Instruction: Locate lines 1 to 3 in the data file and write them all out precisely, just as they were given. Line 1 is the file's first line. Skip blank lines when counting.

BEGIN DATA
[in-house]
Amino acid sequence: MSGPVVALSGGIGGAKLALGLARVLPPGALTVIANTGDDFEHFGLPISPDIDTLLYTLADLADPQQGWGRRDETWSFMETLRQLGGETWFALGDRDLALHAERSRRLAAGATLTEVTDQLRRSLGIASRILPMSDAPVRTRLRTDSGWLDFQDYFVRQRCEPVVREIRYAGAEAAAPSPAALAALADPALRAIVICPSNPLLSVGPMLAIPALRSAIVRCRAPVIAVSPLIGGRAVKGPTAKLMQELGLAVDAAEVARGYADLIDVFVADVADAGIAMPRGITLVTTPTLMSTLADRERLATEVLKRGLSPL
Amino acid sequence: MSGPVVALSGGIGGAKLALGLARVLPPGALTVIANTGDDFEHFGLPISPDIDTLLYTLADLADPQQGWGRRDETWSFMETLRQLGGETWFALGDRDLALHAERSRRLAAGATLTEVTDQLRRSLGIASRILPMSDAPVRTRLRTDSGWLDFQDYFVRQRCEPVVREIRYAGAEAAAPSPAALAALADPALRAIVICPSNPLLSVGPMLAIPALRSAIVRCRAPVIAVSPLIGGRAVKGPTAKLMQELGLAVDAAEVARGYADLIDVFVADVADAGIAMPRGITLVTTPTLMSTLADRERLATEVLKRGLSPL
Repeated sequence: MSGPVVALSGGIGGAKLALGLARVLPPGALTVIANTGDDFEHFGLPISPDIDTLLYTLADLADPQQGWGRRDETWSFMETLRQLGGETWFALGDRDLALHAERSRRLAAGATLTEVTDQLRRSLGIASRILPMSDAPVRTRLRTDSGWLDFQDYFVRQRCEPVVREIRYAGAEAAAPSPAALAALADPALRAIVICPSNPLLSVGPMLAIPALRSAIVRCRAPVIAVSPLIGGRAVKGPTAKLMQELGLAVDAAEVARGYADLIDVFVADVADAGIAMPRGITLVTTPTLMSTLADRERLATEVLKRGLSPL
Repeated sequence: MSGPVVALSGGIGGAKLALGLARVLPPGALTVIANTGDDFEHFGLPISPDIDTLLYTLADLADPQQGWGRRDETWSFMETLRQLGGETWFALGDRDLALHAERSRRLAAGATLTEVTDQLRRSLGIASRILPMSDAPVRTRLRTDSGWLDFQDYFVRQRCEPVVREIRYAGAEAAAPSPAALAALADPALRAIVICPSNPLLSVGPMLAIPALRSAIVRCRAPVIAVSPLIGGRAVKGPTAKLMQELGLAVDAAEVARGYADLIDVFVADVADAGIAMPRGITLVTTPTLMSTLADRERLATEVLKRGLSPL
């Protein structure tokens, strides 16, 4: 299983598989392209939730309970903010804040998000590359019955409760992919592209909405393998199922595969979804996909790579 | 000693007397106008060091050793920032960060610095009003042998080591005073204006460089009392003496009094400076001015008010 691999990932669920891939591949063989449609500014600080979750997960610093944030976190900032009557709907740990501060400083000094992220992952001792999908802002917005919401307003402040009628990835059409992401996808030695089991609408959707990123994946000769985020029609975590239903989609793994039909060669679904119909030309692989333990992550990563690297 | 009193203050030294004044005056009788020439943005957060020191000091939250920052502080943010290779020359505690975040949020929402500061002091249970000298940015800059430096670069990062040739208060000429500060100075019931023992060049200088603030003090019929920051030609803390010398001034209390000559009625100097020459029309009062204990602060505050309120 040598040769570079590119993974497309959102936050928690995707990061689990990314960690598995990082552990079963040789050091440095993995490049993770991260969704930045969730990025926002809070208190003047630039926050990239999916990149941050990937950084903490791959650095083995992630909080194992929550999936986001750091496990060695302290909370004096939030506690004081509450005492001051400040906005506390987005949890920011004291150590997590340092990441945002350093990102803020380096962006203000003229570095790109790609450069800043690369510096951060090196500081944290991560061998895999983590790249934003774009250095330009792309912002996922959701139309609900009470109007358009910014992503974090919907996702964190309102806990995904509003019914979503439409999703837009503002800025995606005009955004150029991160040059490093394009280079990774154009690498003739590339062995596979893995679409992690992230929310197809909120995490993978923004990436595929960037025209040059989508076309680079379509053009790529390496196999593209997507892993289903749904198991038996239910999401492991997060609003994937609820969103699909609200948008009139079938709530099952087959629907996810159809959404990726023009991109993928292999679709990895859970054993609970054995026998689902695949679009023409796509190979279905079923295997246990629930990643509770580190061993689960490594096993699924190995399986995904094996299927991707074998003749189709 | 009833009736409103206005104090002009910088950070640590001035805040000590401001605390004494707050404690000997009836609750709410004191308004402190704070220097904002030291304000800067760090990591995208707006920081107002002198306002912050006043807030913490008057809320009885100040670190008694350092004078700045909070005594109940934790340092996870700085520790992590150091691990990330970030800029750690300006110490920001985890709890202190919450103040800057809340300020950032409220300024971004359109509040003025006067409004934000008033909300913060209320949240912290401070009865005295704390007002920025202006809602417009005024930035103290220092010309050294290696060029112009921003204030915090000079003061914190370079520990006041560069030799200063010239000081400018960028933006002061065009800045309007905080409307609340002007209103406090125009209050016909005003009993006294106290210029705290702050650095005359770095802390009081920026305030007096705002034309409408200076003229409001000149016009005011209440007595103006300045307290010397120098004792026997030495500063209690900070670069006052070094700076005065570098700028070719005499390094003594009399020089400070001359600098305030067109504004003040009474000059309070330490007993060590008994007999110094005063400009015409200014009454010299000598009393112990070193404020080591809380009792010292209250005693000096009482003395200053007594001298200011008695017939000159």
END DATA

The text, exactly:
[in-house]
Amino acid sequence: MSGPVVALSGGIGGAKLALGLARVLPPGALTVIANTGDDFEHFGLPISPDIDTLLYTLADLADPQQGWGRRDETWSFMETLRQLGGETWFALGDRDLALHAERSRRLAAGATLTEVTDQLRRSLGIASRILPMSDAPVRTRLRTDSGWLDFQDYFVRQRCEPVVREIRYAGAEAAAPSPAALAALADPALRAIVICPSNPLLSVGPMLAIPALRSAIVRCRAPVIAVSPLIGGRAVKGPTAKLMQELGLAVDAAEVARGYADLIDVFVADVADAGIAMPRGITLVTTPTLMSTLADRERLATEVLKRGLSPL
Amino acid sequence: MSGPVVALSGGIGGAKLALGLARVLPPGALTVIANTGDDFEHFGLPISPDIDTLLYTLADLADPQQGWGRRDETWSFMETLRQLGGETWFALGDRDLALHAERSRRLAAGATLTEVTDQLRRSLGIASRILPMSDAPVRTRLRTDSGWLDFQDYFVRQRCEPVVREIRYAGAEAAAPSPAALAALADPALRAIVICPSNPLLSVGPMLAIPALRSAIVRCRAPVIAVSPLIGGRAVKGPTAKLMQELGLAVDAAEVARGYADLIDVFVADVADAGIAMPRGITLVTTPTLMSTLADRERLATEVLKRGLSPL